TV viewing and attentional problems:

Previous research has shown a link between TV viewing and attentional problems (Christakis et al, Pediatrics. 2004). The more TV a child watches before the age of 3, the higher the risk of attention problems by age 7. An important follow-up study by Zimmerman and Christakis (Pediatrics, 2007) questioned whether the type of TV a child watches has an impact on developing subsequent attentional problems. Children under the age of 5 were followed for 5 years. They collected data on these young children to see what type of TV shows they watched. They then categorized the TV shows into 3 categories, “educational”, “non-violent entertainment” and “violent”. See Figure 1 for examples of TV shows that fit each category. Interestingly, each hour of viewing TV shows watched by children younger than 3 in the “non-violent entertainment” and “violent” category increased the chance a child would develop an attentional problem 5 years later. This link was not found when children watched TV shows from the “educational” category. As mentioned, shorter scene lengths means more flashes of light and over stimulation for a child’s brain. Educational shows seem to have longer scene lengths and less flashes of light (think about standing outside someones home at night and seeing the flashes of light coming from their living room as they watch TV. The shorter scene lengths means more flashes of light, and this is what is bad for a babies delicate brain).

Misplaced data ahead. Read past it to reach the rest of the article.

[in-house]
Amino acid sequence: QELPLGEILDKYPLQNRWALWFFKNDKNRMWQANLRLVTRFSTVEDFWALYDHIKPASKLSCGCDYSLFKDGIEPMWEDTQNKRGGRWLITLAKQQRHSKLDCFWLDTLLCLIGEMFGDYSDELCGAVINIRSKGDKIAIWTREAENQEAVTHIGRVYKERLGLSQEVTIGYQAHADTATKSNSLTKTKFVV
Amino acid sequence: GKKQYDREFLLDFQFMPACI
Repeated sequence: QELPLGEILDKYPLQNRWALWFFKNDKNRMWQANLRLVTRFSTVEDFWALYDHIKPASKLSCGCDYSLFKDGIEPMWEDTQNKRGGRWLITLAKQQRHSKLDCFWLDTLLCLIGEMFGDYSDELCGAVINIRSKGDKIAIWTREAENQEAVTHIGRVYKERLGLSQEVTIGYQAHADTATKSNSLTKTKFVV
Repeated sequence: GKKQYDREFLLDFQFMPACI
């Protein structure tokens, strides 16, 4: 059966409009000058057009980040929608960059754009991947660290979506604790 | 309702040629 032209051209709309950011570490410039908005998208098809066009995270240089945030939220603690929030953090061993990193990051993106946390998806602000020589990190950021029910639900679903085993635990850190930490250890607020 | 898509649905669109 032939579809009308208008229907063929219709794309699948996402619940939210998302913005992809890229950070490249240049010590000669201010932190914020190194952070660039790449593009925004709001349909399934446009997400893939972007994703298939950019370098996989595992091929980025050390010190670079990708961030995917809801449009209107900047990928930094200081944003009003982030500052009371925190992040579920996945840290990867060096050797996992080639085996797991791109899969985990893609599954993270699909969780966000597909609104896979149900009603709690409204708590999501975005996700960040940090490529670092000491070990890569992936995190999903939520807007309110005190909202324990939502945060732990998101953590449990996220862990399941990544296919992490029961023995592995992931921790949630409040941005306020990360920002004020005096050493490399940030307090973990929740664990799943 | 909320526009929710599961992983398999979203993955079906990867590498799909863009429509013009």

Some shows can enhance cognitive development, such as Mister Rogers’ Neighbourhood, which has been shown to enhance pretend play and imagination (Singer, 1990. Harvard University Press). The authors of this article explain that most TV shows use pacing of language (speaking too quickly) and pronunciation that is meant for adults. Lastly, TV viewing of non-educational shows may also impede the adequate development of a child being able to regulate their own emotions, which in turn might increase tantrums (for more on the Science Behind Tantrums, click here). This may be due to their loud (educational shows are not as loud) and aggressive content.

Take home message for parents.

As a parent of children ages 1 and 3, I understand that there may be times when parents need a "breather” and that TV might be a simple way to keep children busy. However, as parents, we need to be mindful of HOW MUCH TV our children watch and WHAT TYPE of TV they watch. We need to monitor this, for their sake. There are also other ways to keep children busy. For instance, if you are trying to cook dinner, try giving your child a sticker book or preparing a sensory bin for them with either oats or dried beans (for activity ideas visit our “Activities Page”).

Figure 1. ZImmerman and Christakis. Pediatrics, 2007.

Figure 1. ZImmerman and Christakis. Pediatrics, 2007.

Here is a YouTube video outlining Dr. Christakis’s research on TV viewing and Children.